None of us can change the past. It takes a big man to outgrow the errors of his youth. If Ayers, Clinton, Kerry, Obama, et al, had done the same, we might be in a better Nation today. Without excusing any past deeds, I salute the ability and willingness to grow past those errors – and to admit it.

    • annie  •  Jul 25, 2014 at 4:15 pm

      I think he’s paid his penance and then some, sir. You try doing what he does for 24 hours and then resume your complaining about “BS”.

  6. jay  •  Jul 24, 2014 at 6:46 pm

    As a veteran and having served in the VietNam conflict, I was shocked to hear flippantly one day that my Brother in Law actually went to Canada to escape the draft. Too much time had passed and understandings of the war and effects, to make me think less of him, but I would have had I known him directly after serving.

    It was a different time with the same problems of today. I cannot remember another time in our history with the exception of Mr. Carters administration, where we have been thought of so low due to our present leader and his administration. I surely don’t want war at every door step and forever in America, but when called to give the right response, our government is lacking and seems more craven as the days progress.

  7. Ted  •  Jul 24, 2014 at 8:17 pm

    2WarAbnVet I respect your feelings but he did say it was a confession. I would suspect he is a man of conscience and has had to live in the shadow of his actions still to this day.

    I was in high school toward the end of Vietnam and never understood the disrespect shown to the troops. I also never respected the fact that our soldiers were not allowed to win the war by the politicians guiding it along. So many died in vain it seems. If you are going to fight a war fight it to win, the stakes are too high as to drag it out and prolong the suffering of those who till the soil of its struggle. I went to DC to a protest but could not embrace the call to arms by liberals. For those who believed in the struggle against Communism, I am grateful, I am just sorry American’s paid such a heavy price. Politicians always try to make peace with tyrants and bribe then into “Friendly relations”. In general politicians are the problem as they are more often than not, Lawyers, not leaders.

    I am a Libertarian/Conservative and in principal agree with Mr. Medved. Still I often find him abrasive and annoying, but he, as far as I can tell has been honest about his liberal roots and his change of mind and heart. For his past I am sure he has made peace with his God as best he can for his thoughts and actions. As a vocal conservative he seems to work hard to shed light on the plague of liberalism that has infected our social consciousness.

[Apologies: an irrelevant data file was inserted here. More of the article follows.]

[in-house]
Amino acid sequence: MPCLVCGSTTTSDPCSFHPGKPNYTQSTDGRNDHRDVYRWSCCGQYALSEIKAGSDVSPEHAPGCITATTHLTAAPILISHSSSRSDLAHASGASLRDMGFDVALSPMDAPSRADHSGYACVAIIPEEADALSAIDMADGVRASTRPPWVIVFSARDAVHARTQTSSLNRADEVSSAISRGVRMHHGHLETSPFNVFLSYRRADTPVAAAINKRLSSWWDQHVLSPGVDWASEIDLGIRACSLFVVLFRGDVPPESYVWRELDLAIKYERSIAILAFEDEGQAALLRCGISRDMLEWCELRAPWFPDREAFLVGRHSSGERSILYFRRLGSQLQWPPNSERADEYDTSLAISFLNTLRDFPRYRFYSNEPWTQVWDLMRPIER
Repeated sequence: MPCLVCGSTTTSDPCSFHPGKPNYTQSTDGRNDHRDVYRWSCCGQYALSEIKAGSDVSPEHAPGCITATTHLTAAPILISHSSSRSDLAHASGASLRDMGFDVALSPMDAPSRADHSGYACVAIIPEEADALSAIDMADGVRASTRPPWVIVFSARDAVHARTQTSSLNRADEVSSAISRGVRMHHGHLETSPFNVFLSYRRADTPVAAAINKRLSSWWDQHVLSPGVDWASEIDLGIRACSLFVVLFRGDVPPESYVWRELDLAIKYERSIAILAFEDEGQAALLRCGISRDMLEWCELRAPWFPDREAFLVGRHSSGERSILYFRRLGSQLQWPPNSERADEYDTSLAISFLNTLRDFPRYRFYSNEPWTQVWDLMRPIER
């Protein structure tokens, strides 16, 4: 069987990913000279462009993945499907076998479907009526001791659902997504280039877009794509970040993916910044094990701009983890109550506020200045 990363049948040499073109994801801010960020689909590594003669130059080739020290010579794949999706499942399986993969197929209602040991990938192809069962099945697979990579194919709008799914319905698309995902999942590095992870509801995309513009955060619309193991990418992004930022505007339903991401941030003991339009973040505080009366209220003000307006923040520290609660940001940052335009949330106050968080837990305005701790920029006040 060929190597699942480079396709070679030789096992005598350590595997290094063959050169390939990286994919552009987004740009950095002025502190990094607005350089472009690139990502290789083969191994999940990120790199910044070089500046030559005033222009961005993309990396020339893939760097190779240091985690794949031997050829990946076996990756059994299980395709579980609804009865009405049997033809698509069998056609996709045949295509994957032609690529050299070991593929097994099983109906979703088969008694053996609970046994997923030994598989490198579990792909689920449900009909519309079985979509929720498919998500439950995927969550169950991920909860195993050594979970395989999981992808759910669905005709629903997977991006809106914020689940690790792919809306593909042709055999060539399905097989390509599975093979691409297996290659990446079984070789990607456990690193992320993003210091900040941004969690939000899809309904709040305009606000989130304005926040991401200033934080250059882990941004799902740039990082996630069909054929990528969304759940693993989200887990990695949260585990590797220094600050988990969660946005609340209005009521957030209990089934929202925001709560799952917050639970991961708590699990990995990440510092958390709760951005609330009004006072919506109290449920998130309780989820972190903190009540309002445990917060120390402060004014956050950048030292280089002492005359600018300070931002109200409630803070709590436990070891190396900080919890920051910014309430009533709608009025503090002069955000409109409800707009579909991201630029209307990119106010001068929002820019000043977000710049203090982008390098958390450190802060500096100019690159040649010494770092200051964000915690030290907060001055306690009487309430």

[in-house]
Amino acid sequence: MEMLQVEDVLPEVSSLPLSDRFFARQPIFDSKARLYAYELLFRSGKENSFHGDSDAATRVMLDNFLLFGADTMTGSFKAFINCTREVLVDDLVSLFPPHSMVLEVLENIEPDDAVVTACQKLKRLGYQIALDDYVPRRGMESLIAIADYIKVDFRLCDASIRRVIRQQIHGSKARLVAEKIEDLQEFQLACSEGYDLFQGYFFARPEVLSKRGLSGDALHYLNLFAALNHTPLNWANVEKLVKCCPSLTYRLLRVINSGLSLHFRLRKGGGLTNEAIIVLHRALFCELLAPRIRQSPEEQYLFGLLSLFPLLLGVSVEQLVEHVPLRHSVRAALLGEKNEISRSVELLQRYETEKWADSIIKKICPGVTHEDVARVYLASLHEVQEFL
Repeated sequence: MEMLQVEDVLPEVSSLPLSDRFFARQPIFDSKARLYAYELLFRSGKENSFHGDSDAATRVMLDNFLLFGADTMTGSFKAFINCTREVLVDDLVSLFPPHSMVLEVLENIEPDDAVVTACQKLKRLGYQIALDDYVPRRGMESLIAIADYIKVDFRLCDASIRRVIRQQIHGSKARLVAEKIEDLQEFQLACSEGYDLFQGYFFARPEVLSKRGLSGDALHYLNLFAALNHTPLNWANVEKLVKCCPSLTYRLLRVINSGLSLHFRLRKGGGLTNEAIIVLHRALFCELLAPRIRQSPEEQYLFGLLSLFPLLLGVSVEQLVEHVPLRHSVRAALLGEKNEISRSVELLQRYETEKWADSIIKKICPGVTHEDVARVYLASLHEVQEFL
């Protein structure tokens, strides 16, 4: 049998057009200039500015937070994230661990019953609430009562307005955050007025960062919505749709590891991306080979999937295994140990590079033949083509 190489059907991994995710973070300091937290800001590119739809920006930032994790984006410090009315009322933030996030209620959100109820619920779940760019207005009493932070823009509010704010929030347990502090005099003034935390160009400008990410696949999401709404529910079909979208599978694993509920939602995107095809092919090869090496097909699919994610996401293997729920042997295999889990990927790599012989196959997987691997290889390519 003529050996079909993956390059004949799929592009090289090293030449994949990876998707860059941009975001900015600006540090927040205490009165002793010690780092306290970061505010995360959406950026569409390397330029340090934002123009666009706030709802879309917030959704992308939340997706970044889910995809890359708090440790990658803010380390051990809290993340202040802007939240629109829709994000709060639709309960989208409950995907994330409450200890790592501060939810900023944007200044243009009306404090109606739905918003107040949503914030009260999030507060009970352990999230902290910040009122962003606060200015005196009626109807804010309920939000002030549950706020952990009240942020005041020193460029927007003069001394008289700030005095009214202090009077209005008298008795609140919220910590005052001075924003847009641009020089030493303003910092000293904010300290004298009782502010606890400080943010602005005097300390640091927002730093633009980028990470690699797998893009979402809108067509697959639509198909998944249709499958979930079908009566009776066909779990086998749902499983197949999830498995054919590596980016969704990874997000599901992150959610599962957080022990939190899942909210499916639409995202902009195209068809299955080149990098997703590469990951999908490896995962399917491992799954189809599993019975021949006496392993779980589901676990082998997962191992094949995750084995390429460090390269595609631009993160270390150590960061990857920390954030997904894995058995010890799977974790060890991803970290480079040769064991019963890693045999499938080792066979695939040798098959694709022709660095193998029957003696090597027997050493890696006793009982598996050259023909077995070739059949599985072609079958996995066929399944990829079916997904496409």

For one I am glad he is on the “Right” side of the political spectrum these days putting his energy and talents to work there. Not to equate him with, but Ronald Regan was also a Democrat at one time and had a change of mind and heart. I for one am glad that RR became a Conservative. I for one am glad that Mr. Medved is now a steadfast conservative serving the cause of things similar to Reganism.

    It is also refreshing to know he is a conservative in the Jewish community. I have several conservative Jewish friends who are incredibly intelligent and bucking the trend of being Democrat. Bravo to all of them brave enough to speak out.

    Blood is truly only on the hands of politicians who fight politically correct wars and dictators and tyrants who sacrifice lives and countries for their own ego’s.

    • Neal from PA  •  Jul 25, 2014 at 7:51 pm

      Very wise and astute observations Ted. While it has never been our preference, we have been a force for stability, providing American “can-do” spirit to problems and places that many Americans have never even heard of, much less been to. The fact is the world doesn’t look to other big powers like China or Russia when there is a pressing problem for the so-called “international community,” knowing Beijing and Moscow are willing to look the other way unless they’re directly affected or happy to let someone else do the heavy lifting (usually America).

      The world, instead, looks to America as the country with the will and capability to make things happen — and to do so in some of the planet’s toughest neighborhoods. This, of course, comes courtesy of the world’s best military. It’s the only one with a true global, we-can-get-there-supply-ourselves-get-the-job-done-and-get-home type of mobility and sustainability that is the envy of all other armed forces.